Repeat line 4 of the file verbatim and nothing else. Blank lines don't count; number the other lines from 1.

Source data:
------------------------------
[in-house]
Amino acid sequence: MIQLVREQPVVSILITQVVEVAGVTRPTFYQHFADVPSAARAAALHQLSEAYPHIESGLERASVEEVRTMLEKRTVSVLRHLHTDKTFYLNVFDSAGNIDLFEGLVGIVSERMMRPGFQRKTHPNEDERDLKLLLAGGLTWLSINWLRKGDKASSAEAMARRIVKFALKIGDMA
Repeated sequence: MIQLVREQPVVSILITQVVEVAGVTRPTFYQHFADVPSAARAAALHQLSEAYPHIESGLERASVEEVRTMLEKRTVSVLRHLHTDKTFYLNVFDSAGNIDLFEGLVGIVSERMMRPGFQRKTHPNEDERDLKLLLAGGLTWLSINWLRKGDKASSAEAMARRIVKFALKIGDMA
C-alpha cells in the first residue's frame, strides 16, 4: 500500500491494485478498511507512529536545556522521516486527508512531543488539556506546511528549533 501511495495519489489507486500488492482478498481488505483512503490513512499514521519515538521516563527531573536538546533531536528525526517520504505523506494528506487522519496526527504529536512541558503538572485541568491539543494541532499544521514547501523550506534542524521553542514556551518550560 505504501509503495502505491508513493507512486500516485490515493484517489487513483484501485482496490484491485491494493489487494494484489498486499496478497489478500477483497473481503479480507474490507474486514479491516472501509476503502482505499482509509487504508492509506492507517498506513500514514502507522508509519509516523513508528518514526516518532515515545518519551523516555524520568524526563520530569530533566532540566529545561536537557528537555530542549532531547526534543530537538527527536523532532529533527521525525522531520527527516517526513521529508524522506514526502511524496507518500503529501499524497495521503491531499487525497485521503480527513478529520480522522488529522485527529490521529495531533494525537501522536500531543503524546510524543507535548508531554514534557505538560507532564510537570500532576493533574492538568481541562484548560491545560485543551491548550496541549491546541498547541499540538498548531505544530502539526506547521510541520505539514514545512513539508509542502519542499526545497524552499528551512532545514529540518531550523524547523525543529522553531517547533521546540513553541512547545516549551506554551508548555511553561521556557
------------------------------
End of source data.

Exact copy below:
C-alpha cells in the first residue's frame, strides 16, 4: 500500500491494485478498511507512529536545556522521516486527508512531543488539556506546511528549533 501511495495519489489507486500488492482478498481488505483512503490513512499514521519515538521516563527531573536538546533531536528525526517520504505523506494528506487522519496526527504529536512541558503538572485541568491539543494541532499544521514547501523550506534542524521553542514556551518550560 505504501509503495502505491508513493507512486500516485490515493484517489487513483484501485482496490484491485491494493489487494494484489498486499496478497489478500477483497473481503479480507474490507474486514479491516472501509476503502482505499482509509487504508492509506492507517498506513500514514502507522508509519509516523513508528518514526516518532515515545518519551523516555524520568524526563520530569530533566532540566529545561536537557528537555530542549532531547526534543530537538527527536523532532529533527521525525522531520527527516517526513521529508524522506514526502511524496507518500503529501499524497495521503491531499487525497485521503480527513478529520480522522488529522485527529490521529495531533494525537501522536500531543503524546510524543507535548508531554514534557505538560507532564510537570500532576493533574492538568481541562484548560491545560485543551491548550496541549491546541498547541499540538498548531505544530502539526506547521510541520505539514514545512513539508509542502519542499526545497524552499528551512532545514529540518531550523524547523525543529522553531517547533521546540513553541512547545516549551506554551508548555511553561521556557